Show Less

The Rise of Bardolatry in the Restoration

Paratexts of Shakespearean Adaptations and other Texts 1660–1737

Enrico Scaravelli

This book explores from a new perspective the adaptations of Shakespeare in the Restoration, and how they contributed to the rise of the cult of the National Poet in an age where his reputation was not yet consolidated. Adaptations are fully independent cultural items, whose paratexts play a crucial role in the development of Bardolatry; their study initially follows seminal works of Bakhtin and Genette, but the main theoretical background is anthropology, with the groundbreaking theories of Mary Douglas.
The many voices that feature the paratexts of the adaptations and the other texts, such as those of John Dryden, Thomas Betterton, William Davenant, Nahum Tate, John Dennis, and many others, create a composite choir where the emerging sacrality of the cult of the Bard was just one of the tunes, in an age when Shakespeare has not yet become Shakespeare.

Prices

Show Summary Details
Restricted access

Contents

Extract

Acknowledgments .................................................................................9 Preface.................................................................................................11 1 The Theoretical Background ...........................................................13 1.1 Bardolatry ..............................................................................13 1.1.1 George Bernard Shaw and the coinage of the term ....................................................................13 1.1.2 Early Attestations, Dryden, 1769 Shakespeare Jubilee ............................................13 1.1.3 Victorian Age, Twentieth Century, and Beyond ...........16 1.2 Paratext ..................................................................................20 1.2.1 Origin and Relevance of the Term ...............................20 1.2.2 Definition .....................................................................21 1.2.3 Parts of the Paratext: Peritext and Epitext ...................24 1.2.4 Key Peritextual Categories ...........................................26 1.2.5 Prologues, Epilogues, Curtain Raisers, and Afterpieces.............................................................29 1.2.6 Prologues and Epilogues of Restoration Theater ........32 1.3 Adaptation ..............................................................................34 1.3.1 Alteration and Adaptation: OED and Patrice Pavis .................................................................34 1.3.2 Martha Tuck Rozett......................................................37 1.3.3 Ruby Cohn ...................................................................37 1.3.4 Linda Hutcheon ...........................................................38 1.3.5 Daniel Fischlin and Mark Fortier .................................40 1.3.6 Margaret Jane Kidnie ...................................................40 1.4 Linguistics and Anthropology: Mikhail Bakhtin and Mary Douglas ........................................................................42 1.4.1 Introduction .................................................................42 1.4.2 Mikhail Bakhtin: “The Discourse in the Novel” ..........44 1.4.3 Mary Douglas, Purity and Danger ..............................46 6 2 Paratext I: The Peritext ....................................................................55 2.1 Publisher’s Peritext: Title Pages and Titles .............................55 2.1.1 Introductory Remarks ..................................................55 2.1.2 Title Pages and Titles ...................................................56 2.2 Prefatorial Peritext: Dedicatory Epistles, Prefaces, Reader’s Advisories, Theoretical Essays ................................57 2.2.1 Introductory Remarks ..................................................57 2.2.2 1670–1687: From Davenant and Dryden’s The Tempest to Ravenscroft’s Titus Andronicus ...........59 2.2.3 1700–1703: An Historical Play and Three Comedies ...........................................................71 2.2.4 1720–1723: Historical Plays and Roman Plays ...........75 2.2.5 Conclusions .................................................................81 2.3 Dramatic Peritext: Prologues and Epilogues ..........................82 2.3.1 Introductory Remarks ..................................................82 2.3.2 The Tempest; Troilus and Cressida; The History and Fall of Caius Marius; The Misery of...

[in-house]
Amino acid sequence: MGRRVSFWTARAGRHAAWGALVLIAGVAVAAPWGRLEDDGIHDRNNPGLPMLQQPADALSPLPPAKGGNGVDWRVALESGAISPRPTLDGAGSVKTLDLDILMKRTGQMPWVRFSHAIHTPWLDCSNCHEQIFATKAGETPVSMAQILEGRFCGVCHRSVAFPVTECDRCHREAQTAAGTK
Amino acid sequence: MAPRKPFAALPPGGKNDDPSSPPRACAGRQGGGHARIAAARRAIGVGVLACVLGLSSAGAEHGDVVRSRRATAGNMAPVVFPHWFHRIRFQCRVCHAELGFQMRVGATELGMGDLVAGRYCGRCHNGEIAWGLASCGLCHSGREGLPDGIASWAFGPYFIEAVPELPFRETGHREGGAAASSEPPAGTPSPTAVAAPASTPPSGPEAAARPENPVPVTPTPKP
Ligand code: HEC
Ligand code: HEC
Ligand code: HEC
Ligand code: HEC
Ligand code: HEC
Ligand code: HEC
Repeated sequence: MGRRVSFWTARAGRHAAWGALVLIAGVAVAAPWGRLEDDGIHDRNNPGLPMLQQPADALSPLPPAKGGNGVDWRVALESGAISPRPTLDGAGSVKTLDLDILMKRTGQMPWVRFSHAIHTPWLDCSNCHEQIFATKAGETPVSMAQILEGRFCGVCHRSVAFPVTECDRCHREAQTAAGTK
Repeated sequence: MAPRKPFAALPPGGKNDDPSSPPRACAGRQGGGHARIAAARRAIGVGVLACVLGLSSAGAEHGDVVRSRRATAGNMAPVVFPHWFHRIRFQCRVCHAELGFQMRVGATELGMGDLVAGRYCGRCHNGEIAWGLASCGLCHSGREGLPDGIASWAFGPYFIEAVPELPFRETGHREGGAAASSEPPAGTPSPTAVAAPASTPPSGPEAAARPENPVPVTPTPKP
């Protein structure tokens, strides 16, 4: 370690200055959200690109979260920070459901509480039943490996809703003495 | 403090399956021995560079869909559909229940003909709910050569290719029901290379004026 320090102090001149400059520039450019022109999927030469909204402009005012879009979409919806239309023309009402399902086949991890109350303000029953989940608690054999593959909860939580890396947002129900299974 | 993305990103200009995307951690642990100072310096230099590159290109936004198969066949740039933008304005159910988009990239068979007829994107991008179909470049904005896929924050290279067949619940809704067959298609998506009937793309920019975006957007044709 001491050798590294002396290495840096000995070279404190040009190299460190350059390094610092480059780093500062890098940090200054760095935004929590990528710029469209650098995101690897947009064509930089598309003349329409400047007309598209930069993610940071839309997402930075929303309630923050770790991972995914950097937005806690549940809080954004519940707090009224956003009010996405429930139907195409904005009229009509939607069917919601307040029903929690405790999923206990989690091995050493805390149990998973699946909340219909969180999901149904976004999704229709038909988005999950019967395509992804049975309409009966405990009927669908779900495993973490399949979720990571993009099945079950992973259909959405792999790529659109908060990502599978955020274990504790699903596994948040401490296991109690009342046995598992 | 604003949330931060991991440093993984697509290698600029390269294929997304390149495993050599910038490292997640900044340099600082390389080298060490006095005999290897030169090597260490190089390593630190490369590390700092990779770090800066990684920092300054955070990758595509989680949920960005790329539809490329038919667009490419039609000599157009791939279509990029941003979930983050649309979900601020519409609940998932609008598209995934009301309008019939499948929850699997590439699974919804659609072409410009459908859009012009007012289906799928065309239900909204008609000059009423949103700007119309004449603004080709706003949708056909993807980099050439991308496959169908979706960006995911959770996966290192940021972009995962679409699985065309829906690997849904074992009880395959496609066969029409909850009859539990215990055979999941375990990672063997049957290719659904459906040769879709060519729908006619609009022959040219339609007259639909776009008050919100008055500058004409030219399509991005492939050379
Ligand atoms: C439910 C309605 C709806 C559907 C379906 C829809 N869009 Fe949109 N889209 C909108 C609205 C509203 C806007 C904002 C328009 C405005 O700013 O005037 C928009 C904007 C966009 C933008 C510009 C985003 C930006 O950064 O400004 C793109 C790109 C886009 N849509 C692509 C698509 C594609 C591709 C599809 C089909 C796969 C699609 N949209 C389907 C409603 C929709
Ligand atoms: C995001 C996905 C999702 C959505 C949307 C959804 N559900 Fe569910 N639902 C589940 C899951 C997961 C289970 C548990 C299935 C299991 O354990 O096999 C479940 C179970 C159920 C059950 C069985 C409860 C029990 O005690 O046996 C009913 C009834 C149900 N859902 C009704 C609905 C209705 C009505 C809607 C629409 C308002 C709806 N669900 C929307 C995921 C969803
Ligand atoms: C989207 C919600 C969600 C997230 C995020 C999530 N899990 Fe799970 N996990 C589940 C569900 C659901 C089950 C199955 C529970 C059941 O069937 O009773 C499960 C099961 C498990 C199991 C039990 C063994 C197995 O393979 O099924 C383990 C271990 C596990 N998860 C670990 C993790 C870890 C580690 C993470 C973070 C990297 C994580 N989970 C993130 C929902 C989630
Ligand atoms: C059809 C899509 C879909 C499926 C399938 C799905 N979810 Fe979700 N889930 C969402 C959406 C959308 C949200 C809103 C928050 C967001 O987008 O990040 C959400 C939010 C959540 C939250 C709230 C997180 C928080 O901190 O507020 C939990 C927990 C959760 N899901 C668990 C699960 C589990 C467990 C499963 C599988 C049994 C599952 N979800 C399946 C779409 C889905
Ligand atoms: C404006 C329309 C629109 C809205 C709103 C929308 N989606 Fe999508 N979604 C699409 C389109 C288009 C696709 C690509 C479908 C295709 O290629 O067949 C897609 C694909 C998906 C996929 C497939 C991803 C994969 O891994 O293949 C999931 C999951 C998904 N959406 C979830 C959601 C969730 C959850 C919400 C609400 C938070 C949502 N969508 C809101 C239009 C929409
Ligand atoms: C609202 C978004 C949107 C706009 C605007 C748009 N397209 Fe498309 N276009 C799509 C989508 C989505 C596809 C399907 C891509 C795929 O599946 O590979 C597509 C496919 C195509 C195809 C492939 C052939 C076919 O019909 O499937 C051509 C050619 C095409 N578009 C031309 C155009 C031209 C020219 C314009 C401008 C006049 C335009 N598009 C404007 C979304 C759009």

You are not authenticated to view the full text of this chapter or article.

This site requires a subscription or purchase to access the full text of books or journals.

Do you have any questions? Contact us.

Or login to access all content.